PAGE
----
This page was printed from https://marinefabricatormag.com

Constructing snow flies for the Alaskan climate

January 1st, 2017 / By: , / How-To Articles, In the Shop, Projects, Resources

Lady Marie is cocooned for the winter. The installation of the snow fly, from arrival to departure, took 29 minutes.
Lady Marie is cocooned for the winter. The installation of the snow fly, from arrival to departure, took 29 minutes.

Our winters in Fairbanks, Alaska, can be cold or very cold with lots of snow or little snow; it all depends. One condition we don’t see often is wind. In my 26 years of living here, I can remember only one time when the wind blew and the snow flew. Most of our snow falls gently from the sky and piles up on everything. The tree boughs can look like something from a Disney movie, and overhead powerlines become dressed with garlands of snow draping side to side.

That is why if we put a sharp pitch on a flat surface, the snow will build up some, then slide off, until the piled snow gets so high that there is nowhere for it to go. Usually, just stomping down the snow does the trick, though on occasion we have to shovel it. It all depends.

To pattern a caternary curve, position a chain from two brads until it drops to a depth point, then dot each link with marker. A plastic pattern is then made and used to trace the curve onto the fabric.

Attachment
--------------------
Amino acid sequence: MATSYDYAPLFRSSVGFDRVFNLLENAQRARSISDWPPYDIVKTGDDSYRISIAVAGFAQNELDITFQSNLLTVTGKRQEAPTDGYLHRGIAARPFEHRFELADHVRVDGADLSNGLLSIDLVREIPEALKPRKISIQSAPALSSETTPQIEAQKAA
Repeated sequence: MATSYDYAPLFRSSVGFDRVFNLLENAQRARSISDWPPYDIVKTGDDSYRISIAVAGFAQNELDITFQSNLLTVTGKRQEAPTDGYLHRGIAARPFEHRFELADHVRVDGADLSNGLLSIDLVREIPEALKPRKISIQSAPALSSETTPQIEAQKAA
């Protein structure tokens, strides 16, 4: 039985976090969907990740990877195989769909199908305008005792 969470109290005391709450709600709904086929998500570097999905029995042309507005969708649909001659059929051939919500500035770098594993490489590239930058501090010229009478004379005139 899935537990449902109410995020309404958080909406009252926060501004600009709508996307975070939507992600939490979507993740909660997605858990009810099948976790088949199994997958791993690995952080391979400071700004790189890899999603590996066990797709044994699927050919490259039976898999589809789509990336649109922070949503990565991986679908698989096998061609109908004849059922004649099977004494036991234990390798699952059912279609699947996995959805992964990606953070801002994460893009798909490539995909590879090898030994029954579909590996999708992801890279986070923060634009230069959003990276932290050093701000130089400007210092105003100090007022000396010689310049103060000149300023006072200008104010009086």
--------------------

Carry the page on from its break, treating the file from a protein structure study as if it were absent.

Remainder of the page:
To pattern a caternary curve, position a chain from two brads until it drops to a depth point, then dot each link with marker. A plastic pattern is then made and used to trace the curve onto the fabric.

A two-component system

We build our snow flies as a two-component system, which is different from a typical camp dining fly where the fly, poles and tension ropes all work as one. Our snow flies have a separate pole setup and then a fly covering. This approach is similar to our portable structures or ridged frame awnings where there is a framework and there is a cover.

The main advantage to this process is that as the cover degrades over time, the pole system remains intact. This greatly reduces the advent of falling poles. Naturally, the webbing straps need to be inspected for any wear before being put back into service.

Our fastening point at the bow is a 2-inch web strap with “D” rings that goes around the tongue of the trailer. There are bolts where the strap is pressing against so we made a sleeve out of 28-ounce PVC to protect the webbing. We did cut out the bottom outside center of the sleeve to permit water to drain. The stern is anchored to the trailer eye bolts for strength.

Photos 3-4. The fastening point at the bow is a 2 inch web strap with D rings that go around the tongue of the trailer. There are bolts where the strap is so a sleeve of 28 ounce PVC is used to protect the webbing. The stern is anchored to the trailer eye bolts for strength. Photos 5-6. The webbing straps connect to the one and half inch schedule 40 aluminum poles via SS eye bolts and SS carabiners. The eye bolt with its attachments can simply be dropped into the top of the pole, and the bottom of the pole can be placed over the block base.
Photos 3-4. The fastening point at the bow is a 2 inch web strap with D rings that go around the tongue of the trailer. There are bolts where the strap is so a sleeve of 28 ounce PVC is used to protect the webbing. The stern is anchored to the trailer eye bolts for strength.
Photos 5-6. The webbing straps connect to the one and half inch schedule 40 aluminum poles via
SS eye bolts and SS carabiners. The eye bolt with its attachments can simply be dropped into the
top of the pole, and the bottom of the pole can be placed over the block base.